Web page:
The festivities in Georgia

29 12 2011

The winsome Piping Plover of winter. Photo by G. Graves.

Georgia Graves, Seanetting down on St. Simons Island in Georgia, sent along a few pictures of the goings-on down there. Last week, she spotted a few Piping Plovers sporting on the sands, two of which wore orange flags above the ankle, and colored bands above the foot. Knowledgeable in the ways of plover banders, Georgia knew that the orange flag marks a bird from the breeding population on the Great Lakes. This is not the first time a marked Piping Plover has turned up on a southern beach in winter; back in 2008, a pair of siblings turned up in Florida, wintering on the same beach–a highly unusual thing for this species. Dr. Francesca Cuthbert at the University of Minnesota studies these birds, and I’ve dropped her line to try to get some specifics on Georgia’s sighting. While we wait for word, here’s a festive little Christmas scene schooling us in how that holiday gets done on the Georgia coast. What more could I ask?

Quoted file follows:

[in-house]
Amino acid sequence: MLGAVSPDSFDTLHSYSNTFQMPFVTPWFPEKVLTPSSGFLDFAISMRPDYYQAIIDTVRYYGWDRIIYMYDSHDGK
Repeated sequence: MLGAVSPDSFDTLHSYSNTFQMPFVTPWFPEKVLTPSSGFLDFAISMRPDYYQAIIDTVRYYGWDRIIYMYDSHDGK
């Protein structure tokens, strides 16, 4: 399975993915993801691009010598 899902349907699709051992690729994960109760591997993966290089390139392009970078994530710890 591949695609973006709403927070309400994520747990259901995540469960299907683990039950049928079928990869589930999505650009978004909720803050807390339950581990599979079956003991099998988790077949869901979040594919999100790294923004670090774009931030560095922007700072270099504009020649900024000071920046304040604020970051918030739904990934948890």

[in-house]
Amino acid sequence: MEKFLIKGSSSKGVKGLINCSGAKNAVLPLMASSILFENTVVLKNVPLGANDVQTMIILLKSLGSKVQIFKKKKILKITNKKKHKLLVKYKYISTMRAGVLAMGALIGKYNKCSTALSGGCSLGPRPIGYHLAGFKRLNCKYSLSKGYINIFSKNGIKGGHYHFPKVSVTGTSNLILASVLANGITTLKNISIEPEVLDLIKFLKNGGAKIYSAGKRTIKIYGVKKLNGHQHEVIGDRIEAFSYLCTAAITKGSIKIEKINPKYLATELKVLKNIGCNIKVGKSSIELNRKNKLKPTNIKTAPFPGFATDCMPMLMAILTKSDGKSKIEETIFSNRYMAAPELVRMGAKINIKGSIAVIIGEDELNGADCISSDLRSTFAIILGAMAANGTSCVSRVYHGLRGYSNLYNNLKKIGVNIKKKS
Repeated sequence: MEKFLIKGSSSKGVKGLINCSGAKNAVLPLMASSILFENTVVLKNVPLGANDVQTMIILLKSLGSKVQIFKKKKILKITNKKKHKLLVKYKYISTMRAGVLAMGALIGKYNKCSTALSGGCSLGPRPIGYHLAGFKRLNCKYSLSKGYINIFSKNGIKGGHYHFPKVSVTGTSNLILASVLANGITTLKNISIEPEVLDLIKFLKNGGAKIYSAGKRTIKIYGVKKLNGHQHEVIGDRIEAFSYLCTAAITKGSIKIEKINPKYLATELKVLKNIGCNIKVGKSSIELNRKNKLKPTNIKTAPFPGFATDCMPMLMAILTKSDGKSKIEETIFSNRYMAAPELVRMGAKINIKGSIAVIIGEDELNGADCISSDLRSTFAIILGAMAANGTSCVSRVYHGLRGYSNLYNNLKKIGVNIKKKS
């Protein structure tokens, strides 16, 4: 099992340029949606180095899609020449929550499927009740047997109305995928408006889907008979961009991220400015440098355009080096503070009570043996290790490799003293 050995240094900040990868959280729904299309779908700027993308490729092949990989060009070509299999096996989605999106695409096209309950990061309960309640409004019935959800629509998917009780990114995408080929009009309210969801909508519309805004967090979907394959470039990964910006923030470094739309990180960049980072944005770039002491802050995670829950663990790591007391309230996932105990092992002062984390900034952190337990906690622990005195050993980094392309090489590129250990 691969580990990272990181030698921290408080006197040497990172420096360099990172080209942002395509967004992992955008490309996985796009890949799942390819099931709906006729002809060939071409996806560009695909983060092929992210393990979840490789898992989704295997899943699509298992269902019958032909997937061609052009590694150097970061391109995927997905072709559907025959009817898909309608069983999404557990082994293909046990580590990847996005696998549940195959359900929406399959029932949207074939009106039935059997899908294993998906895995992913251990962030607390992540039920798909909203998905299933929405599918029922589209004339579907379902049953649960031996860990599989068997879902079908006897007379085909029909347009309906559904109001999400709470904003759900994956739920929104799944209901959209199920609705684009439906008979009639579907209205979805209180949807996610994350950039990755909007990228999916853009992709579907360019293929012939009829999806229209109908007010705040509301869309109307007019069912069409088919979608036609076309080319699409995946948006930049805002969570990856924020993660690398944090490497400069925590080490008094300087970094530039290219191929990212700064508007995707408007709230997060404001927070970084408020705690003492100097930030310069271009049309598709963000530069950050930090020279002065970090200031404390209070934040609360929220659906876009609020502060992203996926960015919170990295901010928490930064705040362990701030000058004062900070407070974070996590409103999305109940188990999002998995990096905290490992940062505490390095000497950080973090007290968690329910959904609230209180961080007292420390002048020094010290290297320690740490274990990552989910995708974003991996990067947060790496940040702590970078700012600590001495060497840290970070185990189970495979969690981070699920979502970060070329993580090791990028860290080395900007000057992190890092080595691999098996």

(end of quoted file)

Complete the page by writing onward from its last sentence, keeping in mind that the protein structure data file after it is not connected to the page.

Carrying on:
An East Beach Christmas: how Georgia does it up!




One response

29 12 2011

I work in Rhode Island as a naturalist (hence the username), and I’m surprised to learn that the Great Lakes plovers migrate to the shore (and, presumably, back again!). Really interesting observation!

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